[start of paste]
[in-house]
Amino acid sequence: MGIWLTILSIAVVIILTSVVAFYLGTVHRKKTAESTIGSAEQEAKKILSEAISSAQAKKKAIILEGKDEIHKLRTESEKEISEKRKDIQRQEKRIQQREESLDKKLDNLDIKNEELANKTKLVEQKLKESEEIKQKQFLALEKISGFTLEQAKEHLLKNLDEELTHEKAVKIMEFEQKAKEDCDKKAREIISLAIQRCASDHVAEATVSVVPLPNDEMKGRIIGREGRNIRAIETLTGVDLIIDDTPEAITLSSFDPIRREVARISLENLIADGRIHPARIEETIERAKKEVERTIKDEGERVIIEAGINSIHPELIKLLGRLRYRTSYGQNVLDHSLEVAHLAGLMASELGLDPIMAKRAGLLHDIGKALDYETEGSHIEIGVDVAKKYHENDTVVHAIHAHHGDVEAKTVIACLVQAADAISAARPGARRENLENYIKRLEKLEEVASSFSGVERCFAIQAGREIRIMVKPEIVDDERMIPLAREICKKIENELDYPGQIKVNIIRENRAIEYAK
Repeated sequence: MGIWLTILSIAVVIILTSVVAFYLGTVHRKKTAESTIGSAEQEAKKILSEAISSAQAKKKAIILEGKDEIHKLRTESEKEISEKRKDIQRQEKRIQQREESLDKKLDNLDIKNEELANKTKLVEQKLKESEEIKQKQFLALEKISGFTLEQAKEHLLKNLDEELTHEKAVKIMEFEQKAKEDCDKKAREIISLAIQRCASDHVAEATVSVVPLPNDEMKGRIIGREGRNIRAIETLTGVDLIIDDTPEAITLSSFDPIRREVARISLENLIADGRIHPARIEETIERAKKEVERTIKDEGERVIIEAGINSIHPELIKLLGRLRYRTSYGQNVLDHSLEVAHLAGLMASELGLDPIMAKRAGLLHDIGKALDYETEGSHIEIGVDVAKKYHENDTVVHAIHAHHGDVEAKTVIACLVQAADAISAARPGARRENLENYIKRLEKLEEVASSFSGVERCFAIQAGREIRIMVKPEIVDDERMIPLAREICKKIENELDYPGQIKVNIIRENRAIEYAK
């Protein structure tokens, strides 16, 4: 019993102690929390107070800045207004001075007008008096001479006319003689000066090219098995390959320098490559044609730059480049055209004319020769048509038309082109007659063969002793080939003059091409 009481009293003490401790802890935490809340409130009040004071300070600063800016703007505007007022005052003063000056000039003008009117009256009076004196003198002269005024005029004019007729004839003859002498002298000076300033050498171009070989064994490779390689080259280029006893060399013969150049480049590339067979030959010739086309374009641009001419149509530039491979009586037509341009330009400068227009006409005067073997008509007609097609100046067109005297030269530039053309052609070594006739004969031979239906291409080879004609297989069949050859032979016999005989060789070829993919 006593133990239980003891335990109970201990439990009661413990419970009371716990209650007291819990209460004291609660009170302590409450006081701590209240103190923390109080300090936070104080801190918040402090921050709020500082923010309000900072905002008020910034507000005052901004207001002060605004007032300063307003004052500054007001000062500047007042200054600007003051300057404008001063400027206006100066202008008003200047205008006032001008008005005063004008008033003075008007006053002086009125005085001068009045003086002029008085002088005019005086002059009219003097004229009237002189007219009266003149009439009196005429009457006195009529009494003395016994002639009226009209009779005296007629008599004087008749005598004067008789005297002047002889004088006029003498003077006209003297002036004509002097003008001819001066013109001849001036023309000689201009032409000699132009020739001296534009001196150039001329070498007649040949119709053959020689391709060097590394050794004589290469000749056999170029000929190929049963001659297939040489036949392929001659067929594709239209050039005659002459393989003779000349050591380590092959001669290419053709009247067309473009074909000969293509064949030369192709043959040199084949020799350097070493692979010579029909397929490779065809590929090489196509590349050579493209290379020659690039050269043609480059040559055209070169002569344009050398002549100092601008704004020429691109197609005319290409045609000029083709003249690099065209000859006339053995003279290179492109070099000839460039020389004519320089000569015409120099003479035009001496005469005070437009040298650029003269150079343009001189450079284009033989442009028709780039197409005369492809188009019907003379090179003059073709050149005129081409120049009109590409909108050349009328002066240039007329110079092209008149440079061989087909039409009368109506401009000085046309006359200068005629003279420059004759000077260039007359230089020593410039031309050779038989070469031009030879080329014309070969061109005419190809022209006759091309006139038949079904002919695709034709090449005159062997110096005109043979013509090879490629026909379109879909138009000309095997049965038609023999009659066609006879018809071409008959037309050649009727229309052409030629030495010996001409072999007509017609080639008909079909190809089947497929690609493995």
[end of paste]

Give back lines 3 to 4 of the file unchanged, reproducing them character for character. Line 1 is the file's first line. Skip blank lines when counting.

Repeated sequence: MGIWLTILSIAVVIILTSVVAFYLGTVHRKKTAESTIGSAEQEAKKILSEAISSAQAKKKAIILEGKDEIHKLRTESEKEISEKRKDIQRQEKRIQQREESLDKKLDNLDIKNEELANKTKLVEQKLKESEEIKQKQFLALEKISGFTLEQAKEHLLKNLDEELTHEKAVKIMEFEQKAKEDCDKKAREIISLAIQRCASDHVAEATVSVVPLPNDEMKGRIIGREGRNIRAIETLTGVDLIIDDTPEAITLSSFDPIRREVARISLENLIADGRIHPARIEETIERAKKEVERTIKDEGERVIIEAGINSIHPELIKLLGRLRYRTSYGQNVLDHSLEVAHLAGLMASELGLDPIMAKRAGLLHDIGKALDYETEGSHIEIGVDVAKKYHENDTVVHAIHAHHGDVEAKTVIACLVQAADAISAARPGARRENLENYIKRLEKLEEVASSFSGVERCFAIQAGREIRIMVKPEIVDDERMIPLAREICKKIENELDYPGQIKVNIIRENRAIEYAK
């Protein structure tokens, strides 16, 4: 019993102690929390107070800045207004001075007008008096001479006319003689000066090219098995390959320098490559044609730059480049055209004319020769048509038309082109007659063969002793080939003059091409 009481009293003490401790802890935490809340409130009040004071300070600063800016703007505007007022005052003063000056000039003008009117009256009076004196003198002269005024005029004019007729004839003859002498002298000076300033050498171009070989064994490779390689080259280029006893060399013969150049480049590339067979030959010739086309374009641009001419149509530039491979009586037509341009330009400068227009006409005067073997008509007609097609100046067109005297030269530039053309052609070594006739004969031979239906291409080879004609297989069949050859032979016999005989060789070829993919 006593133990239980003891335990109970201990439990009661413990419970009371716990209650007291819990209460004291609660009170302590409450006081701590209240103190923390109080300090936070104080801190918040402090921050709020500082923010309000900072905002008020910034507000005052901004207001002060605004007032300063307003004052500054007001000062500047007042200054600007003051300057404008001063400027206006100066202008008003200047205008006032001008008005005063004008008033003075008007006053002086009125005085001068009045003086002029008085002088005019005086002059009219003097004229009237002189007219009266003149009439009196005429009457006195009529009494003395016994002639009226009209009779005296007629008599004087008749005598004067008789005297002047002889004088006029003498003077006209003297002036004509002097003008001819001066013109001849001036023309000689201009032409000699132009020739001296534009001196150039001329070498007649040949119709053959020689391709060097590394050794004589290469000749056999170029000929190929049963001659297939040489036949392929001659067929594709239209050039005659002459393989003779000349050591380590092959001669290419053709009247067309473009074909000969293509064949030369192709043959040199084949020799350097070493692979010579029909397929490779065809590929090489196509590349050579493209290379020659690039050269043609480059040559055209070169002569344009050398002549100092601008704004020429691109197609005319290409045609000029083709003249690099065209000859006339053995003279290179492109070099000839460039020389004519320089000569015409120099003479035009001496005469005070437009040298650029003269150079343009001189450079284009033989442009028709780039197409005369492809188009019907003379090179003059073709050149005129081409120049009109590409909108050349009328002066240039007329110079092209008149440079061989087909039409009368109506401009000085046309006359200068005629003279420059004759000077260039007359230089020593410039031309050779038989070469031009030879080329014309070969061109005419190809022209006759091309006139038949079904002919695709034709090449005159062997110096005109043979013509090879490629026909379109879909138009000309095997049965038609023999009659066609006879018809071409008959037309050649009727229309052409030629030495010996001409072999007509017609080639008909079909190809089947497929690609493995």